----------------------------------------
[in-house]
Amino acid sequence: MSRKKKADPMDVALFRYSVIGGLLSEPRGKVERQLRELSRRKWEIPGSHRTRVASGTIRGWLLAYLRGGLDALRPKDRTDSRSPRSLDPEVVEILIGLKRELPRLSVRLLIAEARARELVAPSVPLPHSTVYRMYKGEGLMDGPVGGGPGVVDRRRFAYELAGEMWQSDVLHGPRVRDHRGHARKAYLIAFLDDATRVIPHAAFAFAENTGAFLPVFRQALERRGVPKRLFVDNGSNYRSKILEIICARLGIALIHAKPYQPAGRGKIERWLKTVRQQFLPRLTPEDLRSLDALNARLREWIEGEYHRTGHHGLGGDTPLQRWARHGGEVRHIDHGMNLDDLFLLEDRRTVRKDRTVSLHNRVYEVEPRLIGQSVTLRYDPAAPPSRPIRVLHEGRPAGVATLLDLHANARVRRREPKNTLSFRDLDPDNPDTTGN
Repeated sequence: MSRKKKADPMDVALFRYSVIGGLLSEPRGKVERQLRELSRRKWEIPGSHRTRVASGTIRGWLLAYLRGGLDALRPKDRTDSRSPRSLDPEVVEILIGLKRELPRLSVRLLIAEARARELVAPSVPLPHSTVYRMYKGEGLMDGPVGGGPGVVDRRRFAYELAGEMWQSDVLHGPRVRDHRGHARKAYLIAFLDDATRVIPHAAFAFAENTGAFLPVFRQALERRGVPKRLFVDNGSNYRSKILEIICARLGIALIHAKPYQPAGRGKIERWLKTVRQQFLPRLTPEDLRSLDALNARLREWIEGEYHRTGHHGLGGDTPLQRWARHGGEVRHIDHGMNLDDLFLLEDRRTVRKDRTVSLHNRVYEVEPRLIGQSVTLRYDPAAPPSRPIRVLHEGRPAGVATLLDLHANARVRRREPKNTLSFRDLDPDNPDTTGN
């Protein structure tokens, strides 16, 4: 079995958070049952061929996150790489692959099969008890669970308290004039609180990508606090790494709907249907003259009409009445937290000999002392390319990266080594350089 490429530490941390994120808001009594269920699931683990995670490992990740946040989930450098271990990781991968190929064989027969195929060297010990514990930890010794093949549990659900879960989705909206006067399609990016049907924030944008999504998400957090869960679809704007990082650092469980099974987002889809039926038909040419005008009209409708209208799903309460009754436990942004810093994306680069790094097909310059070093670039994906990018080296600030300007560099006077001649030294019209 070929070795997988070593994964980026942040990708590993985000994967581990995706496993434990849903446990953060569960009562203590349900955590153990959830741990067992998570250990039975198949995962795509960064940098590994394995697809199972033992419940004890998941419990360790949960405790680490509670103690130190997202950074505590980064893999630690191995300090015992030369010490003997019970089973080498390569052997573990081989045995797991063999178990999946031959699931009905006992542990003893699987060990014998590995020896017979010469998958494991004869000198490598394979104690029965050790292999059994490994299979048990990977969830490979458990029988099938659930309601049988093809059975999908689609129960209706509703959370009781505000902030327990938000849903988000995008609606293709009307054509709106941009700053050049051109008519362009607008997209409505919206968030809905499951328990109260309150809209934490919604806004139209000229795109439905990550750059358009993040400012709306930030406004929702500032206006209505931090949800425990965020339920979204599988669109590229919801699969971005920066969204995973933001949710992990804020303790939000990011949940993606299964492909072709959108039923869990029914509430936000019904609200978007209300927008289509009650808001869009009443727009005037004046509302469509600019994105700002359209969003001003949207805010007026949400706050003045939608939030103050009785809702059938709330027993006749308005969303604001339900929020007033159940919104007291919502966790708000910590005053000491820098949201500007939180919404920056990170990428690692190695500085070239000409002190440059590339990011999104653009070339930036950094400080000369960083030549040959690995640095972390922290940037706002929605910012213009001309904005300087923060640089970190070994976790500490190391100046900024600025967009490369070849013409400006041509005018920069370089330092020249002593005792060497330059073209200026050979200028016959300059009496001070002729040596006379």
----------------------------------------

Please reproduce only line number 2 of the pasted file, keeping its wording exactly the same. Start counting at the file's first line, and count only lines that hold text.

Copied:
Amino acid sequence: MSRKKKADPMDVALFRYSVIGGLLSEPRGKVERQLRELSRRKWEIPGSHRTRVASGTIRGWLLAYLRGGLDALRPKDRTDSRSPRSLDPEVVEILIGLKRELPRLSVRLLIAEARARELVAPSVPLPHSTVYRMYKGEGLMDGPVGGGPGVVDRRRFAYELAGEMWQSDVLHGPRVRDHRGHARKAYLIAFLDDATRVIPHAAFAFAENTGAFLPVFRQALERRGVPKRLFVDNGSNYRSKILEIICARLGIALIHAKPYQPAGRGKIERWLKTVRQQFLPRLTPEDLRSLDALNARLREWIEGEYHRTGHHGLGGDTPLQRWARHGGEVRHIDHGMNLDDLFLLEDRRTVRKDRTVSLHNRVYEVEPRLIGQSVTLRYDPAAPPSRPIRVLHEGRPAGVATLLDLHANARVRRREPKNTLSFRDLDPDNPDTTGN